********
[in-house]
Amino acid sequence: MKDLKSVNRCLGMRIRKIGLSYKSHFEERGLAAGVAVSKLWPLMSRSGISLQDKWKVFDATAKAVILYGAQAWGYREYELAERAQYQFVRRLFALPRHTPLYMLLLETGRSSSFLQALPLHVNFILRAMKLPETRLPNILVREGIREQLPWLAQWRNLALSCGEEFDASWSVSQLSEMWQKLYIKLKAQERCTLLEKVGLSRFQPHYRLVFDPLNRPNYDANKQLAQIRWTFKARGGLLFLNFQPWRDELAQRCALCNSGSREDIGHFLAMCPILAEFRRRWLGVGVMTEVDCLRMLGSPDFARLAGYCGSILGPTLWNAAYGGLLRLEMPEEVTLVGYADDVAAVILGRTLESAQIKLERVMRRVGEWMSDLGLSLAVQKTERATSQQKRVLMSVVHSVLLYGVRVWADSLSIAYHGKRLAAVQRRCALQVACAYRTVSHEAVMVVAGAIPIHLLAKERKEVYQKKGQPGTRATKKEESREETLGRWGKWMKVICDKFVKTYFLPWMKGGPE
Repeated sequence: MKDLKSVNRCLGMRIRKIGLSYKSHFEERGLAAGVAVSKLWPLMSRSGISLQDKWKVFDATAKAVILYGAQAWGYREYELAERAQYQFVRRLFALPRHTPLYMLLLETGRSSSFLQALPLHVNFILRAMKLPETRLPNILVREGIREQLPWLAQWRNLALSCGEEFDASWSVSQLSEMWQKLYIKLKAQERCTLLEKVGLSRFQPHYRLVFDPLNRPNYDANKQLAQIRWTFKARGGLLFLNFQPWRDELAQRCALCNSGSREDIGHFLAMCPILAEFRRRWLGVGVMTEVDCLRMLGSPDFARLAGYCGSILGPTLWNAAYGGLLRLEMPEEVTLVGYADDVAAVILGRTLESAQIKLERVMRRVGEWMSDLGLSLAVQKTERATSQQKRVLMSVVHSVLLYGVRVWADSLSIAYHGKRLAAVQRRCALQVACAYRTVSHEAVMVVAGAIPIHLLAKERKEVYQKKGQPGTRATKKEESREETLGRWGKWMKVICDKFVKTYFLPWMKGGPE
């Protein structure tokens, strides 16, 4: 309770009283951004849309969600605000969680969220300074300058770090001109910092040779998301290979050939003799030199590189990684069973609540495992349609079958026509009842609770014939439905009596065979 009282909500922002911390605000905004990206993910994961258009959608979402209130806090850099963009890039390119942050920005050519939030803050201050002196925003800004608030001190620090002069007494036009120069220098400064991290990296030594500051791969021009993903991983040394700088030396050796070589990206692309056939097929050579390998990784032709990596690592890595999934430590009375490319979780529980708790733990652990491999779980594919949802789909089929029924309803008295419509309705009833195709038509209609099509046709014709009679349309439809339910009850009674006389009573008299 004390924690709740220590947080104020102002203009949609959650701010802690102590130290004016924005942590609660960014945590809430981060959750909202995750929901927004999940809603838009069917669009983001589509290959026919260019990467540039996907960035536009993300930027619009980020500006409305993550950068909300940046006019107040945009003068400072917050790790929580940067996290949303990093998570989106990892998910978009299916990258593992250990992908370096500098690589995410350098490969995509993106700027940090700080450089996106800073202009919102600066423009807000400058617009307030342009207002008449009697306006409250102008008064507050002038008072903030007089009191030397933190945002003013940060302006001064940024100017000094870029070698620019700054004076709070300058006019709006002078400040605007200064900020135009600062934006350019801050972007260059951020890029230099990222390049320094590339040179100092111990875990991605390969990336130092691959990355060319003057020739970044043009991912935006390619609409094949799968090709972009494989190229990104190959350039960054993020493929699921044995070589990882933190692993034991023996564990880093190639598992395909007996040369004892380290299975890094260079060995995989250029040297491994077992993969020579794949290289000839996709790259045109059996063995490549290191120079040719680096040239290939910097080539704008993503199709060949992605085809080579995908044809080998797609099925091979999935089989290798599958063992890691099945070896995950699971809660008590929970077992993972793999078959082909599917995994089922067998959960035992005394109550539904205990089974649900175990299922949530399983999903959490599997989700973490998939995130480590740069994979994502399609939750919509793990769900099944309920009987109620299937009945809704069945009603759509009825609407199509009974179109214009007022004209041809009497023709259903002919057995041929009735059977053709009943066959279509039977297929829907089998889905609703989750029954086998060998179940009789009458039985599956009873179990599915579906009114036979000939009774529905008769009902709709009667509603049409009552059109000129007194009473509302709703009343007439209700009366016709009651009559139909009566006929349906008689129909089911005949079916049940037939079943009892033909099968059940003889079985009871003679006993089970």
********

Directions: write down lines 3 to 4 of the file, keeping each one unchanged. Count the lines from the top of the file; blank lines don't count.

Repeated sequence: MKDLKSVNRCLGMRIRKIGLSYKSHFEERGLAAGVAVSKLWPLMSRSGISLQDKWKVFDATAKAVILYGAQAWGYREYELAERAQYQFVRRLFALPRHTPLYMLLLETGRSSSFLQALPLHVNFILRAMKLPETRLPNILVREGIREQLPWLAQWRNLALSCGEEFDASWSVSQLSEMWQKLYIKLKAQERCTLLEKVGLSRFQPHYRLVFDPLNRPNYDANKQLAQIRWTFKARGGLLFLNFQPWRDELAQRCALCNSGSREDIGHFLAMCPILAEFRRRWLGVGVMTEVDCLRMLGSPDFARLAGYCGSILGPTLWNAAYGGLLRLEMPEEVTLVGYADDVAAVILGRTLESAQIKLERVMRRVGEWMSDLGLSLAVQKTERATSQQKRVLMSVVHSVLLYGVRVWADSLSIAYHGKRLAAVQRRCALQVACAYRTVSHEAVMVVAGAIPIHLLAKERKEVYQKKGQPGTRATKKEESREETLGRWGKWMKVICDKFVKTYFLPWMKGGPE
């Protein structure tokens, strides 16, 4: 309770009283951004849309969600605000969680969220300074300058770090001109910092040779998301290979050939003799030199590189990684069973609540495992349609079958026509009842609770014939439905009596065979 009282909500922002911390605000905004990206993910994961258009959608979402209130806090850099963009890039390119942050920005050519939030803050201050002196925003800004608030001190620090002069007494036009120069220098400064991290990296030594500051791969021009993903991983040394700088030396050796070589990206692309056939097929050579390998990784032709990596690592890595999934430590009375490319979780529980708790733990652990491999779980594919949802789909089929029924309803008295419509309705009833195709038509209609099509046709014709009679349309439809339910009850009674006389009573008299 004390924690709740220590947080104020102002203009949609959650701010802690102590130290004016924005942590609660960014945590809430981060959750909202995750929901927004999940809603838009069917669009983001589509290959026919260019990467540039996907960035536009993300930027619009980020500006409305993550950068909300940046006019107040945009003068400072917050790790929580940067996290949303990093998570989106990892998910978009299916990258593992250990992908370096500098690589995410350098490969995509993106700027940090700080450089996106800073202009919102600066423009807000400058617009307030342009207002008449009697306006409250102008008064507050002038008072903030007089009191030397933190945002003013940060302006001064940024100017000094870029070698620019700054004076709070300058006019709006002078400040605007200064900020135009600062934006350019801050972007260059951020890029230099990222390049320094590339040179100092111990875990991605390969990336130092691959990355060319003057020739970044043009991912935006390619609409094949799968090709972009494989190229990104190959350039960054993020493929699921044995070589990882933190692993034991023996564990880093190639598992395909007996040369004892380290299975890094260079060995995989250029040297491994077992993969020579794949290289000839996709790259045109059996063995490549290191120079040719680096040239290939910097080539704008993503199709060949992605085809080579995908044809080998797609099925091979999935089989290798599958063992890691099945070896995950699971809660008590929970077992993972793999078959082909599917995994089922067998959960035992005394109550539904205990089974649900175990299922949530399983999903959490599997989700973490998939995130480590740069994979994502399609939750919509793990769900099944309920009987109620299937009945809704069945009603759509009825609407199509009974179109214009007022004209041809009497023709259903002919057995041929009735059977053709009943066959279509039977297929829907089998889905609703989750029954086998060998179940009789009458039985599956009873179990599915579906009114036979000939009774529905008769009902709709009667509603049409009552059109000129007194009473509302709703009343007439209700009366016709009651009559139909009566006929349906008689129909089911005949079916049940037939079943009892033909099968059940003889079985009871003679006993089970």